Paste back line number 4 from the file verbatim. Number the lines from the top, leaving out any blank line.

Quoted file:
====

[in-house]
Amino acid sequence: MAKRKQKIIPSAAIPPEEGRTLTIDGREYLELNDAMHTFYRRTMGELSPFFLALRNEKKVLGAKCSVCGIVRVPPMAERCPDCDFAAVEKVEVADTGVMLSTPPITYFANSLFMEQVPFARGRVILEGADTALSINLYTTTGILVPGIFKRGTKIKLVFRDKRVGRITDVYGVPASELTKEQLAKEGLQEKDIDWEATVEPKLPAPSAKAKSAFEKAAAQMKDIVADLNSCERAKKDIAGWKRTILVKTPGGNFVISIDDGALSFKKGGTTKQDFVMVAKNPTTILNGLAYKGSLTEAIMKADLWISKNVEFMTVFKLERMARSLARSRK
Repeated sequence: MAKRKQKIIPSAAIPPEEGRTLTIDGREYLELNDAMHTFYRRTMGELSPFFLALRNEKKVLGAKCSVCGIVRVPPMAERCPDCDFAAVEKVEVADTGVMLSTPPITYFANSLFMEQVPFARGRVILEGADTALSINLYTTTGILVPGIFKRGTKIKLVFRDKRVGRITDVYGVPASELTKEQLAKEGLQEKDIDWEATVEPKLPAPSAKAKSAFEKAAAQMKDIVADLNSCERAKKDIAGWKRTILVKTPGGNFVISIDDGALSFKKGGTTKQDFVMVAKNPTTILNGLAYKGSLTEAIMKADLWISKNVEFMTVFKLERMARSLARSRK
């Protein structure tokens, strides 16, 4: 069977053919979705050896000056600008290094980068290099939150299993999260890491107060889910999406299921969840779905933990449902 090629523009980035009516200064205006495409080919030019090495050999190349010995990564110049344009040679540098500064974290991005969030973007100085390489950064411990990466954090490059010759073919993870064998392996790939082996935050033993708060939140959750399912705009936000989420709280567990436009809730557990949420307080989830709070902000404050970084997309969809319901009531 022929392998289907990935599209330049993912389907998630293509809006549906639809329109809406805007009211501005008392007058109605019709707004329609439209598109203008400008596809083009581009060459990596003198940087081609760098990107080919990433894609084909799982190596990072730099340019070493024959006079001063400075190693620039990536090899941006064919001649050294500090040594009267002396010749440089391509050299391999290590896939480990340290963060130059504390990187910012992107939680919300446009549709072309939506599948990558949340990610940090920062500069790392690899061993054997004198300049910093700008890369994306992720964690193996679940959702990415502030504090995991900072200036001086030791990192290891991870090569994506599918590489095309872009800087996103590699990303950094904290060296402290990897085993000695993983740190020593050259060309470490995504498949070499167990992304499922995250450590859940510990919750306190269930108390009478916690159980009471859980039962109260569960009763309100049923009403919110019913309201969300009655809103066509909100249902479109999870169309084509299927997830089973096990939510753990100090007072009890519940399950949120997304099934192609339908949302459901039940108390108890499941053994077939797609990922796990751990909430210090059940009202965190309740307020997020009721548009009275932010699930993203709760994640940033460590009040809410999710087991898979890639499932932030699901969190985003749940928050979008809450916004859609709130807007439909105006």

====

């Protein structure tokens, strides 16, 4: 069977053919979705050896000056600008290094980068290099939150299993999260890491107060889910999406299921969840779905933990449902 090629523009980035009516200064205006495409080919030019090495050999190349010995990564110049344009040679540098500064974290991005969030973007100085390489950064411990990466954090490059010759073919993870064998392996790939082996935050033993708060939140959750399912705009936000989420709280567990436009809730557990949420307080989830709070902000404050970084997309969809319901009531 022929392998289907990935599209330049993912389907998630293509809006549906639809329109809406805007009211501005008392007058109605019709707004329609439209598109203008400008596809083009581009060459990596003198940087081609760098990107080919990433894609084909799982190596990072730099340019070493024959006079001063400075190693620039990536090899941006064919001649050294500090040594009267002396010749440089391509050299391999290590896939480990340290963060130059504390990187910012992107939680919300446009549709072309939506599948990558949340990610940090920062500069790392690899061993054997004198300049910093700008890369994306992720964690193996679940959702990415502030504090995991900072200036001086030791990192290891991870090569994506599918590489095309872009800087996103590699990303950094904290060296402290990897085993000695993983740190020593050259060309470490995504498949070499167990992304499922995250450590859940510990919750306190269930108390009478916690159980009471859980039962109260569960009763309100049923009403919110019913309201969300009655809103066509909100249902479109999870169309084509299927997830089973096990939510753990100090007072009890519940399950949120997304099934192609339908949302459901039940108390108890499941053994077939797609990922796990751990909430210090059940009202965190309740307020997020009721548009009275932010699930993203709760994640940033460590009040809410999710087991898979890639499932932030699901969190985003749940928050979008809450916004859609709130807007439909105006």